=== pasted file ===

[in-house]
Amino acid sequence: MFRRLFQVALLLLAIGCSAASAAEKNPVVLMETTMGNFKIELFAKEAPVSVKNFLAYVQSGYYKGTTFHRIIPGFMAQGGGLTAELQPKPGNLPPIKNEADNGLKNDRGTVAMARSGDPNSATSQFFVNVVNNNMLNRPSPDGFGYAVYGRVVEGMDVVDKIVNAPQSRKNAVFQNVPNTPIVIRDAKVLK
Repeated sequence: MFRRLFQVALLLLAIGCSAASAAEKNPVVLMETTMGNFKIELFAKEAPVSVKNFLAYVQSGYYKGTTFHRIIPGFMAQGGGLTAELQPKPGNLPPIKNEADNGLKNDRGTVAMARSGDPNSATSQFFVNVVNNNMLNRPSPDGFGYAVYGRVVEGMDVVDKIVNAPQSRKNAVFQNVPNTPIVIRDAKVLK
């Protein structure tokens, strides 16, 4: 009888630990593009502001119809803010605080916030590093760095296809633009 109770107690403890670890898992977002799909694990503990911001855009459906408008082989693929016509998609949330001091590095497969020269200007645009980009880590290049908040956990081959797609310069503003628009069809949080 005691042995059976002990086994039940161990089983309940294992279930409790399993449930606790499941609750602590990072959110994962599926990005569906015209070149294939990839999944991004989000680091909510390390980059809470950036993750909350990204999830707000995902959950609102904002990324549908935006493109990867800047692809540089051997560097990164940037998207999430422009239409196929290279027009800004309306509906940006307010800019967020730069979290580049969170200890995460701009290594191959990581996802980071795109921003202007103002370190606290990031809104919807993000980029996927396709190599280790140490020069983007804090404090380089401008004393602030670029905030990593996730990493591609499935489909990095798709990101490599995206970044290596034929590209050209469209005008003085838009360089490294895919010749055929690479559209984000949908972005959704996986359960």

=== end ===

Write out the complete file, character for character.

[in-house]
Amino acid sequence: MFRRLFQVALLLLAIGCSAASAAEKNPVVLMETTMGNFKIELFAKEAPVSVKNFLAYVQSGYYKGTTFHRIIPGFMAQGGGLTAELQPKPGNLPPIKNEADNGLKNDRGTVAMARSGDPNSATSQFFVNVVNNNMLNRPSPDGFGYAVYGRVVEGMDVVDKIVNAPQSRKNAVFQNVPNTPIVIRDAKVLK
Repeated sequence: MFRRLFQVALLLLAIGCSAASAAEKNPVVLMETTMGNFKIELFAKEAPVSVKNFLAYVQSGYYKGTTFHRIIPGFMAQGGGLTAELQPKPGNLPPIKNEADNGLKNDRGTVAMARSGDPNSATSQFFVNVVNNNMLNRPSPDGFGYAVYGRVVEGMDVVDKIVNAPQSRKNAVFQNVPNTPIVIRDAKVLK
């Protein structure tokens, strides 16, 4: 009888630990593009502001119809803010605080916030590093760095296809633009 109770107690403890670890898992977002799909694990503990911001855009459906408008082989693929016509998609949330001091590095497969020269200007645009980009880590290049908040956990081959797609310069503003628009069809949080 005691042995059976002990086994039940161990089983309940294992279930409790399993449930606790499941609750602590990072959110994962599926990005569906015209070149294939990839999944991004989000680091909510390390980059809470950036993750909350990204999830707000995902959950609102904002990324549908935006493109990867800047692809540089051997560097990164940037998207999430422009239409196929290279027009800004309306509906940006307010800019967020730069979290580049969170200890995460701009290594191959990581996802980071795109921003202007103002370190606290990031809104919807993000980029996927396709190599280790140490020069983007804090404090380089401008004393602030670029905030990593996730990493591609499935489909990095798709990101490599995206970044290596034929590209050209469209005008003085838009360089490294895919010749055929690479559209984000949908972005959704996986359960």